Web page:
"What now?" Hawke asked. It was one of the questions Merrill had been asking herself, but she didn't have an answer for it. She shrugged instead, the gesture adequate but not quite enough.

She let the silence surround them, hoping that the words would come to her if she just gave them space. The opportunity, if it had been taken correctly could bring the two of them closer, she knew that. But Merrill just didn't know what to say and Hawke seemed equally at a loss. They sat in the estate, in the same room but silent, unable to bridge the gap between them.

Perhaps they needed more time, but Merrill knew it was running out. She thought that it was over, that they would eventually go to bed and not speak and remain like strangers to each other until they got into a fight, because neither one of them knew what to say to the other. It occurred to her that without the mirror and blood magic, they had nothing to fight about and that made her feel oddly sad and empty.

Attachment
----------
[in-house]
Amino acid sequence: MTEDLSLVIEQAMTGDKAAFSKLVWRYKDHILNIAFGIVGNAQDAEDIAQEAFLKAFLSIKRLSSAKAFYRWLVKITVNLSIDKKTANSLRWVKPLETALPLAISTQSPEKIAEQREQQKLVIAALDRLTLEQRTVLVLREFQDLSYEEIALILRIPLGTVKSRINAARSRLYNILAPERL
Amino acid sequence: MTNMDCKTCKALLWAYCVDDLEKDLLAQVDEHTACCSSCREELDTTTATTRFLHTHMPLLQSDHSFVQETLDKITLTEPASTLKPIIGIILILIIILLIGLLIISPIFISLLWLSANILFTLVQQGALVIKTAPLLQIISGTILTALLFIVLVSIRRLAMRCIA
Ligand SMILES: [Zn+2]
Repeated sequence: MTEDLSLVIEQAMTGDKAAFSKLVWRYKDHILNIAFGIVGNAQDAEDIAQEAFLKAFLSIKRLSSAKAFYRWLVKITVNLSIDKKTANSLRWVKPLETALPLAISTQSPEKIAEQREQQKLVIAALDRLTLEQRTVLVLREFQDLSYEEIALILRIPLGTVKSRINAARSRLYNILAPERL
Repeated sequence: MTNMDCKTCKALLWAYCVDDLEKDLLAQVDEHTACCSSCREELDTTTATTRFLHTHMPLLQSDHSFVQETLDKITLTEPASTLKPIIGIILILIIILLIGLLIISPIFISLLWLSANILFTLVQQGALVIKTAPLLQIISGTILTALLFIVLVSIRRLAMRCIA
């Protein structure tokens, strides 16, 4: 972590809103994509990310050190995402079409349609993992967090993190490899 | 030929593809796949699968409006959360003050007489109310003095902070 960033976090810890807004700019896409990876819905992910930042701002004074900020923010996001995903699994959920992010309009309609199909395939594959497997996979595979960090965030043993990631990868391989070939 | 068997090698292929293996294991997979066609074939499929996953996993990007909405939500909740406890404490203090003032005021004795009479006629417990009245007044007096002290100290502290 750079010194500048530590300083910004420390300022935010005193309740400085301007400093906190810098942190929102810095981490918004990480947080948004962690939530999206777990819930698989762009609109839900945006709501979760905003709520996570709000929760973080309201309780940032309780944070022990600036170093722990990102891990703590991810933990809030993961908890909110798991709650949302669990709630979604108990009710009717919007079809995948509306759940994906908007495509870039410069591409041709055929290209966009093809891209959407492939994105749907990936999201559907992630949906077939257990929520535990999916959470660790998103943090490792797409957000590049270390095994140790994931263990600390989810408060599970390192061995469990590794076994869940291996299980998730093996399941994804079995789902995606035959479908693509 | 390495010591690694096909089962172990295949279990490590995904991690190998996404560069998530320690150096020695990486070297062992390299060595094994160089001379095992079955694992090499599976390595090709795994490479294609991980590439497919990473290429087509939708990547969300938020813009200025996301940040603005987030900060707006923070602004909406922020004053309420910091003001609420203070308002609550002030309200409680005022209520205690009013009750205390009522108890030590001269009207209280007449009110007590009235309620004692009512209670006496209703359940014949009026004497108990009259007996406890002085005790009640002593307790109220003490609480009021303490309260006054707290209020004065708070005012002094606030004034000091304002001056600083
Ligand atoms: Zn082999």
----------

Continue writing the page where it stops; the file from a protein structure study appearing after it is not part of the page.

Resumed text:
Before it could swallow her, cover her in abstract sadness and real grief, Hawke came over to where she sat and wrapped her arms around Merrill. It was a fierce hug, hard and protective, ameliorating and understanding. It was a Hawke hug, and it was the little thing needed to push Merrill to tears. They were healing tears, bitter salt and truth, and possibly the first real conversation between them in years.

"Things will get better. I'll always be here for you, ma vhenan." Lady whispered, the elven clumsy in her unfamiliar mouth. Merrill sobbed harder, because it was true. She and Hawke belonged to each other, like night follows day and day follows night.